The Northern Sierra extends northeast from Quito for 140kms to the Colombian border. Along the Panamericana, the main transport artery, the 250km of highway snakes between cloud-piercing mountain peaks, windblown hilltop passes, warm valleys bursting with fruit orchards and flower plantations and a couple of major ecological reserves.
As you head south down the Panamericana from the central highlands, the snowcapped peaks and rumbling volcanoes give way to a softer, gentler landscape of lower elevations and warmer, drier climates. Ecuador’s southern sierra was until recently a very isolated part of the country, with some of the most rewarding and beautiful pockets of Ecuador tucked away here.
Overshadowed by Pichincha volcano, Quito is an amalgamation of colonial and Indian influences. With an altitude of over 9,000 feet, the thin Andean air and strong Equatorial sun result in a capital city that moves at its own, rather sedate, pace and is a pleasant place to recover from a long flight and acclimatise to the mountains.
About 100km from Quito, in lovely countryside near San Pablo lake, is the market town of Otavalo. On the way one passes the snow-covered Cayambe volcano, the highest point on the Equator. The famous Otavalo daily market (biggest on Saturdays) is a major attraction with a vast array of produce and handicrafts on show.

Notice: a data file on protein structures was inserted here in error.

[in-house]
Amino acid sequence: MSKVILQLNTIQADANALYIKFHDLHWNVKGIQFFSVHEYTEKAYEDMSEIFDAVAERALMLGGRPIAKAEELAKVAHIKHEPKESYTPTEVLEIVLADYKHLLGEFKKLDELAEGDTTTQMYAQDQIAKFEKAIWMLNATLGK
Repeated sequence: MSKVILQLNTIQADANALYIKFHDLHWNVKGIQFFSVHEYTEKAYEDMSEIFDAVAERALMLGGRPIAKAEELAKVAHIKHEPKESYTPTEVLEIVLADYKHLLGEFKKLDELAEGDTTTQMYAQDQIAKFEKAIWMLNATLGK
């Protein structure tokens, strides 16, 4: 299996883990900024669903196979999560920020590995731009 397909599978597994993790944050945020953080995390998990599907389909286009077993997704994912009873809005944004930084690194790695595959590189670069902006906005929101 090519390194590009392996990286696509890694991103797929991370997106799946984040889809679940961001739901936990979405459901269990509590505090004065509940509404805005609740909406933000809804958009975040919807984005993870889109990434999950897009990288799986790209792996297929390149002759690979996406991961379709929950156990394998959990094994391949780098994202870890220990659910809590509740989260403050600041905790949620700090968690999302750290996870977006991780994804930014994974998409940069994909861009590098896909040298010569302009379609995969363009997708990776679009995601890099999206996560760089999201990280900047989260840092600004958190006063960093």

Mindo is 2 hours north-west of Quito. Here the 35,000 acre cloud forest, which ranges in elevation from 1,400m to 4,780m, is excellent for birds as well as butterflies and orchids. Although close enough to the city for a day trip, there are many comfortable lodges and walking trails to make a longer stay worthwhile.
About an hour south of Quito is the Cotopaxi National Park, which surrounds the world’s highest active volcano. Near the eastern flank of the park are some large haciendas whose annual cattle round-ups are an attraction for intrepid riders. There are also several important markets, such as Saquisilí, Pujilí and Zumbahua.
On the northern edge of the Sangay National Park and at the base of Tungurahua volcano is the scruffy pilgrimage town of Baños, popular as a tourist destination for its hydrothermal springs as well as its many adventure activities giving it the reputation as 'the adventure capital of Ecuador'.
Retaining its old colonial atmosphere Cuenca is one of the most attractive cities in Ecuador, with the historic centre containing churches dating from the 16th and 17th centuries. West from Cuenca is the Cajas National Park, full of glacial lakes set amongst breathtaking scenery at 10,000 feet, an excellent area for walking and bird watching.